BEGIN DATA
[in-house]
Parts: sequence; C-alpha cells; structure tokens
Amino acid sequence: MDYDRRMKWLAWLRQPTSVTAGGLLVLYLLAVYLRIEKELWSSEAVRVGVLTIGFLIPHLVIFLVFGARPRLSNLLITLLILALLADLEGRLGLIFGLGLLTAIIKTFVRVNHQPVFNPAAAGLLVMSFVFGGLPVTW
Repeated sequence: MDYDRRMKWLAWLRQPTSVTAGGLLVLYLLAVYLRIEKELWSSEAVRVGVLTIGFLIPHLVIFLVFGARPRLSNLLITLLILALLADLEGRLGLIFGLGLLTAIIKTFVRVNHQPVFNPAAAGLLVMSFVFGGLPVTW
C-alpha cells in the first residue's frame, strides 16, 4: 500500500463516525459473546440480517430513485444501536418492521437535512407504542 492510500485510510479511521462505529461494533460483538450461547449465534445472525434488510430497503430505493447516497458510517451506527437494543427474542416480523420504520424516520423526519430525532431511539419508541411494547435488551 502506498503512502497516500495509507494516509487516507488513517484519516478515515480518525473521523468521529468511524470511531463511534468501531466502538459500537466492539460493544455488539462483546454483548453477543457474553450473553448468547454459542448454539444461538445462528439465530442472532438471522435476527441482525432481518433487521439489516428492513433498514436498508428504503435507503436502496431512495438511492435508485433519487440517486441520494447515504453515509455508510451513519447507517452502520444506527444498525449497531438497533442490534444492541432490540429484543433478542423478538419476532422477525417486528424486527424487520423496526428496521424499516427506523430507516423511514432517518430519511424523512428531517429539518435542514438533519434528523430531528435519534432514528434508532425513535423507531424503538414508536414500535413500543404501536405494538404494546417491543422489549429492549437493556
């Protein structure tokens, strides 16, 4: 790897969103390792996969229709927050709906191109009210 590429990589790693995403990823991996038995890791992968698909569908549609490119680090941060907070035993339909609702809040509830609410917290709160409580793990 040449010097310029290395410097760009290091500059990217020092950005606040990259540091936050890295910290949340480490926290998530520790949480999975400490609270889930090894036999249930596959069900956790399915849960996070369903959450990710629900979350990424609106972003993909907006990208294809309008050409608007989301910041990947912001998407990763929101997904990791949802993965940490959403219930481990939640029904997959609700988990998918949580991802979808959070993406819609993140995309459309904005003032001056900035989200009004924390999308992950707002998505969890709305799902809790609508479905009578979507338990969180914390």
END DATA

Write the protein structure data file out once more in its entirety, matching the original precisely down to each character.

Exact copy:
[in-house]
Parts: sequence; C-alpha cells; structure tokens
Amino acid sequence: MDYDRRMKWLAWLRQPTSVTAGGLLVLYLLAVYLRIEKELWSSEAVRVGVLTIGFLIPHLVIFLVFGARPRLSNLLITLLILALLADLEGRLGLIFGLGLLTAIIKTFVRVNHQPVFNPAAAGLLVMSFVFGGLPVTW
Repeated sequence: MDYDRRMKWLAWLRQPTSVTAGGLLVLYLLAVYLRIEKELWSSEAVRVGVLTIGFLIPHLVIFLVFGARPRLSNLLITLLILALLADLEGRLGLIFGLGLLTAIIKTFVRVNHQPVFNPAAAGLLVMSFVFGGLPVTW
C-alpha cells in the first residue's frame, strides 16, 4: 500500500463516525459473546440480517430513485444501536418492521437535512407504542 492510500485510510479511521462505529461494533460483538450461547449465534445472525434488510430497503430505493447516497458510517451506527437494543427474542416480523420504520424516520423526519430525532431511539419508541411494547435488551 502506498503512502497516500495509507494516509487516507488513517484519516478515515480518525473521523468521529468511524470511531463511534468501531466502538459500537466492539460493544455488539462483546454483548453477543457474553450473553448468547454459542448454539444461538445462528439465530442472532438471522435476527441482525432481518433487521439489516428492513433498514436498508428504503435507503436502496431512495438511492435508485433519487440517486441520494447515504453515509455508510451513519447507517452502520444506527444498525449497531438497533442490534444492541432490540429484543433478542423478538419476532422477525417486528424486527424487520423496526428496521424499516427506523430507516423511514432517518430519511424523512428531517429539518435542514438533519434528523430531528435519534432514528434508532425513535423507531424503538414508536414500535413500543404501536405494538404494546417491543422489549429492549437493556
């Protein structure tokens, strides 16, 4: 790897969103390792996969229709927050709906191109009210 590429990589790693995403990823991996038995890791992968698909569908549609490119680090941060907070035993339909609702809040509830609410917290709160409580793990 040449010097310029290395410097760009290091500059990217020092950005606040990259540091936050890295910290949340480490926290998530520790949480999975400490609270889930090894036999249930596959069900956790399915849960996070369903959450990710629900979350990424609106972003993909907006990208294809309008050409608007989301910041990947912001998407990763929101997904990791949802993965940490959403219930481990939640029904997959609700988990998918949580991802979808959070993406819609993140995309459309904005003032001056900035989200009004924390999308992950707002998505969890709305799902809790609508479905009578979507338990969180914390």